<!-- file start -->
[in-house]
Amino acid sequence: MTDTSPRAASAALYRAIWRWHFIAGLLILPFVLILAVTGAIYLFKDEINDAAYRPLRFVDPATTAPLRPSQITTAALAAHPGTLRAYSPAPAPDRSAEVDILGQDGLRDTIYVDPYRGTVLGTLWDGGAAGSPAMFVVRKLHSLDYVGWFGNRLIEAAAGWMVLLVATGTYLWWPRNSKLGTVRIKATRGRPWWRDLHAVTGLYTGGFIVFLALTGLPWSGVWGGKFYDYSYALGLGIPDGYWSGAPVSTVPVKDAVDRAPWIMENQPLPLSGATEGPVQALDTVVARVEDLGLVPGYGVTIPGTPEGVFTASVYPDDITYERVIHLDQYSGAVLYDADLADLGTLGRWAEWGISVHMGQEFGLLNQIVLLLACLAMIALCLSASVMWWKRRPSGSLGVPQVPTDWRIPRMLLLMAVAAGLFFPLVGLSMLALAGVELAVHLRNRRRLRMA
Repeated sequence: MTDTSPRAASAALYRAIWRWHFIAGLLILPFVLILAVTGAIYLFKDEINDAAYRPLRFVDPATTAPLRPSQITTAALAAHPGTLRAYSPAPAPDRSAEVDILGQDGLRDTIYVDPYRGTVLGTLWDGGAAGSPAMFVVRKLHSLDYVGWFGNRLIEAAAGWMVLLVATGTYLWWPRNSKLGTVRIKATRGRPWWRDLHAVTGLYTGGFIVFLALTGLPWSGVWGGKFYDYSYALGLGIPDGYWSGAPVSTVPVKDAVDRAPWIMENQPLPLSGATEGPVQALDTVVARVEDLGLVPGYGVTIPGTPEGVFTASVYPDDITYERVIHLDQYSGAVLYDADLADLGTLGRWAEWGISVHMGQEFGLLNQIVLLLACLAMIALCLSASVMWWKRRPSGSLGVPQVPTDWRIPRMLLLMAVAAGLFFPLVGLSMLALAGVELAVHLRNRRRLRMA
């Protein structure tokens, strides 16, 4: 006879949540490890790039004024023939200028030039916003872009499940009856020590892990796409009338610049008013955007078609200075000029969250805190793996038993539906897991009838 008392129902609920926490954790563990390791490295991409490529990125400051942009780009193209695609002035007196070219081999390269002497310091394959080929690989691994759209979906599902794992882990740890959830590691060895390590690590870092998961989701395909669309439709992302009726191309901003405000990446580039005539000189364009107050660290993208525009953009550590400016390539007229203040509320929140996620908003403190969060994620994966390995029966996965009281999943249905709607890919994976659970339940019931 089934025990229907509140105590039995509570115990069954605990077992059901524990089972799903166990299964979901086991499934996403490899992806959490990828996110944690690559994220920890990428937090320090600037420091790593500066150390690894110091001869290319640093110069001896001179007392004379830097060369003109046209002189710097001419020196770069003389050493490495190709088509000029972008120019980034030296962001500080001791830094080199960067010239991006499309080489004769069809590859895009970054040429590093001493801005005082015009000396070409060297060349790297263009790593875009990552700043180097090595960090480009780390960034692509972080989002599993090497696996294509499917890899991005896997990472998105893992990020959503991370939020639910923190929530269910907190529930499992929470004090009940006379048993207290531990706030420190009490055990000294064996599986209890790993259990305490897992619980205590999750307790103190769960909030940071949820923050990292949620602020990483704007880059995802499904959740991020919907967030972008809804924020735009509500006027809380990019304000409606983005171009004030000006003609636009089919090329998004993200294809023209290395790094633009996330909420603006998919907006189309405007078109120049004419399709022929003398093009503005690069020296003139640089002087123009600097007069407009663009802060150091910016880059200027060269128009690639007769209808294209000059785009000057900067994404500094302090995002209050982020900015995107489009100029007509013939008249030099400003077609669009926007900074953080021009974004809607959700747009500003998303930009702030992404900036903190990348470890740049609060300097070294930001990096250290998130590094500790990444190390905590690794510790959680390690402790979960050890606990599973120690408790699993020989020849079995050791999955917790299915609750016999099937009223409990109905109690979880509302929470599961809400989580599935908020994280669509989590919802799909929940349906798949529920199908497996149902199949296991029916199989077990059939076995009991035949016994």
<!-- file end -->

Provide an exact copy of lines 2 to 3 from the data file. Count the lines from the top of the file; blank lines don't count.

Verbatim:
Amino acid sequence: MTDTSPRAASAALYRAIWRWHFIAGLLILPFVLILAVTGAIYLFKDEINDAAYRPLRFVDPATTAPLRPSQITTAALAAHPGTLRAYSPAPAPDRSAEVDILGQDGLRDTIYVDPYRGTVLGTLWDGGAAGSPAMFVVRKLHSLDYVGWFGNRLIEAAAGWMVLLVATGTYLWWPRNSKLGTVRIKATRGRPWWRDLHAVTGLYTGGFIVFLALTGLPWSGVWGGKFYDYSYALGLGIPDGYWSGAPVSTVPVKDAVDRAPWIMENQPLPLSGATEGPVQALDTVVARVEDLGLVPGYGVTIPGTPEGVFTASVYPDDITYERVIHLDQYSGAVLYDADLADLGTLGRWAEWGISVHMGQEFGLLNQIVLLLACLAMIALCLSASVMWWKRRPSGSLGVPQVPTDWRIPRMLLLMAVAAGLFFPLVGLSMLALAGVELAVHLRNRRRLRMA
Repeated sequence: MTDTSPRAASAALYRAIWRWHFIAGLLILPFVLILAVTGAIYLFKDEINDAAYRPLRFVDPATTAPLRPSQITTAALAAHPGTLRAYSPAPAPDRSAEVDILGQDGLRDTIYVDPYRGTVLGTLWDGGAAGSPAMFVVRKLHSLDYVGWFGNRLIEAAAGWMVLLVATGTYLWWPRNSKLGTVRIKATRGRPWWRDLHAVTGLYTGGFIVFLALTGLPWSGVWGGKFYDYSYALGLGIPDGYWSGAPVSTVPVKDAVDRAPWIMENQPLPLSGATEGPVQALDTVVARVEDLGLVPGYGVTIPGTPEGVFTASVYPDDITYERVIHLDQYSGAVLYDADLADLGTLGRWAEWGISVHMGQEFGLLNQIVLLLACLAMIALCLSASVMWWKRRPSGSLGVPQVPTDWRIPRMLLLMAVAAGLFFPLVGLSMLALAGVELAVHLRNRRRLRMA